Teresa Arballo Barth in 2010
  • Teresa Arballo Barth in 2010
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In an announcement that stunned many supporters, populist Encinitas mayor Teresa Arballo Barth recently announced that she will not run for reelection. In her April 5 email to constituents, she cited her original campaign pledge to hold office for only eight years — two terms — as her reason.

Barth was first swept onto the city council in 2006 when Cardiff by the Sea voters were angered that none of the then-five councilmembers lived in their community. (The city’s 1986 incorporation recognized the five communities that make up Encinitas.)

A political unknown, Barth was president of the Friends of the Cardiff Library when she was recruited to represent her town of 14,000 on the council. She didn't have much of a chance to be elected, running against the conservative business/real estate developer establishment.

But supporters employed a strategy that worked in the two-open-seat election. They encouraged voters to vote for one candidate only — Barth — and not cast their second vote for another candidate. Thus, voters denied the other leading candidates a possible additional vote. Barth received enough votes to beat out the odds-on favorites.

After serving on the council for four years, in 2010 it would have been Barth’s ceremonial turn to be appointed mayor, having served the previous year as vice mayor. However, Barth, usually on the dissenting end of 4-to-1 council votes, was skipped over twice for the mayoral appointment. In 2012, the council majority changed, and Barth was appointed mayor.

The passing-over incident led voters to place Measure K on the November 2012 ballot, which approved the direct vote of future city mayors, beginning in 2014, to two-year terms.

While she says she was being encouraged to run for mayor, she was living up to her campaign promise. “I am especially grateful for those who continued to support me even when we disagreed on individual issues. Thank you for not resorting to the inflammatory rhetoric that currently pervades public discourse,” she added.

Footnote: The City of Encinitas is made up of five communities recognized in the city’s founding documents: Cardiff by the Sea, Old Encinitas (coastal), New Encinitas (inland), Leucadia, and Olivenhain. Each community is prideful of its history and culture, with most city commissions and planning boards representing all five. Cardiff has a separate zip code and school district.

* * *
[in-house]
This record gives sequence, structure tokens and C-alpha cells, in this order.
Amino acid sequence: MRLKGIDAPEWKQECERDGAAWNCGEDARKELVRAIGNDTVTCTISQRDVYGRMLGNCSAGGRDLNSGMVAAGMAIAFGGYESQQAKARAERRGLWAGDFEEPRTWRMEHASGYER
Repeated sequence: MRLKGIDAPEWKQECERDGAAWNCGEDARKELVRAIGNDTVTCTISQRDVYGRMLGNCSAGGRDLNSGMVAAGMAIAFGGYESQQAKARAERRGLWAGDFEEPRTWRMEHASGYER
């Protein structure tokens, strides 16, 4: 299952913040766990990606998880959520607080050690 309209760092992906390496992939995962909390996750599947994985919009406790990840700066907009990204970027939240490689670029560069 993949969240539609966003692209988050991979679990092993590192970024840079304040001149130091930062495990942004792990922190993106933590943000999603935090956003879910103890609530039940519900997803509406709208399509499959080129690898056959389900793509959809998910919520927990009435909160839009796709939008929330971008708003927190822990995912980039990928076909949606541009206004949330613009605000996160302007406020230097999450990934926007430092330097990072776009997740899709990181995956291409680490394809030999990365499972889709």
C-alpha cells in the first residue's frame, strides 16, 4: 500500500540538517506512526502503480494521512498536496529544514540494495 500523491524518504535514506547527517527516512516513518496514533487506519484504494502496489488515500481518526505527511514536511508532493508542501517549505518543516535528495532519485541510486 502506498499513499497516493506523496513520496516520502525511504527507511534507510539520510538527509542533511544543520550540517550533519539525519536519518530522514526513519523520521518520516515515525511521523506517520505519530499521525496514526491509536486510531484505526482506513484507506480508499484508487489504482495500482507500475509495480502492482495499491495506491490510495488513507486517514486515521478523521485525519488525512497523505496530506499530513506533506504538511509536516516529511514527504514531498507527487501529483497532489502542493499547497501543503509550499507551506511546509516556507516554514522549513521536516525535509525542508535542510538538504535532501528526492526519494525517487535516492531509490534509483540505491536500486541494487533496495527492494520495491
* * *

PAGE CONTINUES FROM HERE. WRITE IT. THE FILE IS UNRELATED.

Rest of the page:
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Visduh April 9, 2014 @ 8:40 p.m.

For such a favored stretch of coastline, the city has had its struggles since incorporating in 1985. I suppose it was a near-miracle that those "communities" with their own identities, were willing to unite and let themselves be called Encinitas.

Ah, but then there was the Stocks and Bond(s) era. Bond(s) was there first, almost from the beginning, and he could always be depended upon to have his opinion expressed. Then came buddy Stocks who was cut of the same cloth, only noisier and more like the cigar-chomping, overweight picture of a politician. Bond(s) actually reneged on a promise to let a particular term be his last, and filed for, and won, election for a one more term. It was those two who were at odds with Barth for so long.

Who was the good guy? The bad guy(s?) Who's to say in an over-privileged area like that one? That city has always provided plenty of entertainment.


Ken Harrison April 10, 2014 @ 6:46 a.m.

But not as much as Oceanside. O'side council should have their own reality show . . . could be called "Butting Heads at the Beach."


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